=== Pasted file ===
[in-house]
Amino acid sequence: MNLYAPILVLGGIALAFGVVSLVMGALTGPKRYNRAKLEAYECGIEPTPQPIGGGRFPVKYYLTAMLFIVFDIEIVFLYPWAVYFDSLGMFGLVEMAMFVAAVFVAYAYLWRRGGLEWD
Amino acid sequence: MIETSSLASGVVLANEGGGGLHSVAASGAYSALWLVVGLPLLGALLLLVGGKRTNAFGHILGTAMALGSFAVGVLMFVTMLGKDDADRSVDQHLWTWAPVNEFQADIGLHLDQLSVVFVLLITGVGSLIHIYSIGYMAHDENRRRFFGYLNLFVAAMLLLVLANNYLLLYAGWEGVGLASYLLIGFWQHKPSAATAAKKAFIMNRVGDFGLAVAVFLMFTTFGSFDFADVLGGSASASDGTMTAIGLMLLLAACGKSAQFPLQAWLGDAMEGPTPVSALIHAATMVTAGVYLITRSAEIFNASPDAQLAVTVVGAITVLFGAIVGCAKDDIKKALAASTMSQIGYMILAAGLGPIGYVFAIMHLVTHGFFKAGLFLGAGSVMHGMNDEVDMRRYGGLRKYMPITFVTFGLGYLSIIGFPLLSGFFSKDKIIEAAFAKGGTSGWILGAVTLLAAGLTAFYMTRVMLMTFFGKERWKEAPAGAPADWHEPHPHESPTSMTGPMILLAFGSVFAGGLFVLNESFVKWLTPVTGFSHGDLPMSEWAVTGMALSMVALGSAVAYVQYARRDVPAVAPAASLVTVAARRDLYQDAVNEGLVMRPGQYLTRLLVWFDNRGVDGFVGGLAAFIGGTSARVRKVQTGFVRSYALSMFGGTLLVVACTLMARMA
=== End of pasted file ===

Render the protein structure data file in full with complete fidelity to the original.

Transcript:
[in-house]
Amino acid sequence: MNLYAPILVLGGIALAFGVVSLVMGALTGPKRYNRAKLEAYECGIEPTPQPIGGGRFPVKYYLTAMLFIVFDIEIVFLYPWAVYFDSLGMFGLVEMAMFVAAVFVAYAYLWRRGGLEWD
Amino acid sequence: MIETSSLASGVVLANEGGGGLHSVAASGAYSALWLVVGLPLLGALLLLVGGKRTNAFGHILGTAMALGSFAVGVLMFVTMLGKDDADRSVDQHLWTWAPVNEFQADIGLHLDQLSVVFVLLITGVGSLIHIYSIGYMAHDENRRRFFGYLNLFVAAMLLLVLANNYLLLYAGWEGVGLASYLLIGFWQHKPSAATAAKKAFIMNRVGDFGLAVAVFLMFTTFGSFDFADVLGGSASASDGTMTAIGLMLLLAACGKSAQFPLQAWLGDAMEGPTPVSALIHAATMVTAGVYLITRSAEIFNASPDAQLAVTVVGAITVLFGAIVGCAKDDIKKALAASTMSQIGYMILAAGLGPIGYVFAIMHLVTHGFFKAGLFLGAGSVMHGMNDEVDMRRYGGLRKYMPITFVTFGLGYLSIIGFPLLSGFFSKDKIIEAAFAKGGTSGWILGAVTLLAAGLTAFYMTRVMLMTFFGKERWKEAPAGAPADWHEPHPHESPTSMTGPMILLAFGSVFAGGLFVLNESFVKWLTPVTGFSHGDLPMSEWAVTGMALSMVALGSAVAYVQYARRDVPAVAPAASLVTVAARRDLYQDAVNEGLVMRPGQYLTRLLVWFDNRGVDGFVGGLAAFIGGTSARVRKVQTGFVRSYALSMFGGTLLVVACTLMARMA